Meath, or about the Fairy House and Kilrue. The spade wasn’t soldered
yet that would dig a ditch to hould her; and when them sort’s tired,
Captain, begorra! the very breeches ‘ud be wore to rags betwixt your
knees! You trust _her_, and you trust _me_! Wait till I tell ye now.
There’s only wan thing on this mortial earth she won’t do for ye!”

“And what’s that?” asked the other, well pleased.

“She’ll not back a bill!” was the answer; “but if iver she schames with
ye, renaging[1] or such like, by this book, I’ll be ashamed to look a
harse, or so much as a jackass in the face again!”

So the mare was sent for; and Patsy, with a stud reduced to the donkey
and the Kerry cow, shed bitter tears when she went away.

It is time to explain how the young black mare became linked with the
fate of certain persons, whose fortunes and doings, good or bad, are
related in this story.

To that end the scene must be shifted, and laid in London–London,
on a mild February morning, when even South Audley Street and its
tributaries seemed to exhale a balmy fragrance from the breath of

In one of these, a window stood open on the drawing-room floor–so wide
open that the baker, resting his burden on the area railings below,
sniffed the perfume of hyacinths bursting their bulbs, and beat time
with floury shoes to the notes of a wild and plaintive melody, wailing
from the pianoforte within.

Though a delicate little breakfast-service had not yet been removed
from its spider-legged table, the performer at the instrument was
already hatted and habited for a ride. Her whole heart, nevertheless,
seemed to be in the tips of her fingers while she played, drawing from
the keys such sighs of piteous plaint, such sobs of sweet seductive
sorrow, as ravished the soul of the baker below, creating a strong
desire to scale the window-sill, and peep into the room. Could he have
executed such a feat, this is what he would have seen.

A woman of twenty-five, tall, slim-waisted, with a wealth of blue-black
hair, all made fast and coiled away beneath her riding-hat in shining
folds, massive as a three-inch cable. A woman of graceful gestures,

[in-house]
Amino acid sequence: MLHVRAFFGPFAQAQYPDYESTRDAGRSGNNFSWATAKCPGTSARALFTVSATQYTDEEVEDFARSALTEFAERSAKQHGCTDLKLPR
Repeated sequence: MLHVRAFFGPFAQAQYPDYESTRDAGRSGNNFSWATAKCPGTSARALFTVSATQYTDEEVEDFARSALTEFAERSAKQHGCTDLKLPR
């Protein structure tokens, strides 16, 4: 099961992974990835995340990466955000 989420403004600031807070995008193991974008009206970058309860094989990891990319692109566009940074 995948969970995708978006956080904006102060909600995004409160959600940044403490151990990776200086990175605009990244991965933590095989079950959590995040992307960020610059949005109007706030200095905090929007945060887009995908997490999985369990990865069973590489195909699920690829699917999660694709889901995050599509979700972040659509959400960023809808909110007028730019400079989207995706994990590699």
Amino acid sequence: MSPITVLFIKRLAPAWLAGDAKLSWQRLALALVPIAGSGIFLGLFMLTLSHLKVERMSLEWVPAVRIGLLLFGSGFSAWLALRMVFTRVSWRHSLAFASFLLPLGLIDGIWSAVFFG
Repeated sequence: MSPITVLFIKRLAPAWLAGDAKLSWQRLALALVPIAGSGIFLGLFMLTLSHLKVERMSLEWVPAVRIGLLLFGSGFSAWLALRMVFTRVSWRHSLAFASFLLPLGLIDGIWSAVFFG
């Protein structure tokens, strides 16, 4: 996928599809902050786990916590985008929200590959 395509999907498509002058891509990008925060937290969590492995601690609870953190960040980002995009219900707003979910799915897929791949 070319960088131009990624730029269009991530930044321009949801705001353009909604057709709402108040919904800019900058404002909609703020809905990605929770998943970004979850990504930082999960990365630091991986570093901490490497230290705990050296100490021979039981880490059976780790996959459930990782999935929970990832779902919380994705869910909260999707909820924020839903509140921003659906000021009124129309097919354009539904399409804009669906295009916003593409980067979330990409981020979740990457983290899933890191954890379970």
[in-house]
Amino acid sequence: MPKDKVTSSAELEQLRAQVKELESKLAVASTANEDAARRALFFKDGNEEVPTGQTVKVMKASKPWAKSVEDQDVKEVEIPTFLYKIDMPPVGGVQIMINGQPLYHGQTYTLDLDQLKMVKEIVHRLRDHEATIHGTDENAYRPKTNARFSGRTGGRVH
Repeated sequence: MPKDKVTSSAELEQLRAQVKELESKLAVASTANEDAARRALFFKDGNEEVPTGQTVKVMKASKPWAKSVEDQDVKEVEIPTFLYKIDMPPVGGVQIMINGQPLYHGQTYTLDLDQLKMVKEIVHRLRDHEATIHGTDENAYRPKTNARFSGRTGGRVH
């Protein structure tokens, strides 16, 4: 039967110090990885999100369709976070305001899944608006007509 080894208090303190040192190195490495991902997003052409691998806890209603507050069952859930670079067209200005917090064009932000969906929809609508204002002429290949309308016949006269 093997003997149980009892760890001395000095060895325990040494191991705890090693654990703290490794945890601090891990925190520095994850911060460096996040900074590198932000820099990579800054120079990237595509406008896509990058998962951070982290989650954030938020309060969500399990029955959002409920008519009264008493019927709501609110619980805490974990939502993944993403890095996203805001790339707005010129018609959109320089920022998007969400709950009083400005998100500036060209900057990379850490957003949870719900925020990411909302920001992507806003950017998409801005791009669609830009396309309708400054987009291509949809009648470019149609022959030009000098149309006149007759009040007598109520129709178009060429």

undulating like the serpent; of a shapely figure, denoting rather the
graces of action, than the beauty of repose; lithe, self-reliant, full
of latent energy, betraying in every movement an inborn pride, tameless
though kept down, and incurable as Lucifer’s before his fall.

The white hands moving so deftly over the keys were strong and nervous,
with large blue veins and taper fingers; such hands as denote a
vigorous nature and a resolute will–such hands as strike without pity,
and hold with tenacious grasp–such hands as many a lofty head has
bowed its pride to kiss, and thought no shame.

Lower and lower, she bent over them while she played–softer and softer
sank and swelled, and died away, the sad suggestive notes, bursting at
last into a peal and crash of harmony, through which there came a short
quick gasp for breath like a sob. Then she shut the pianoforte with a
bang, and walked to the glass over the fire-place.

It reflected a strangely-fascinating face, so irregular of features
that women sometimes called it “positively plain;” but on which the
other sex felt neither better nor wiser men when they looked. The
cheek-bones, chin, and jaws were prominent; the eyebrows, though
arched, too thick; and for feminine beauty, the mouth too firm, in
spite of its broad white teeth, and dark shade pencilled on the upper
lip, in spite even of its saucy curl and bright bewildering smile.

But when she lifted her flashing eyes fringed in their long black
lashes, there was no more to be said. They seemed to blaze and soften,
shine and swim, all in one glance that went straight to a man’s heart
and made him wince with a thrill akin to pain.

Pale women protested she had too much colour, and vowed she painted:
but no cosmetics ever yet concocted could have imitated her deep rich
tints, glowing like those of the black-browed beauties one sees in
Southern Europe, as if the blood ran crimson beneath her skin–as if
she, too, had caught warmth and vitality from their generous climate
and their sunny, smiling skies. When she blushed, it was like the glory
of noonday; and she blushed now, while there came a trampling of hoofs
in the street, a ring at the door-bell.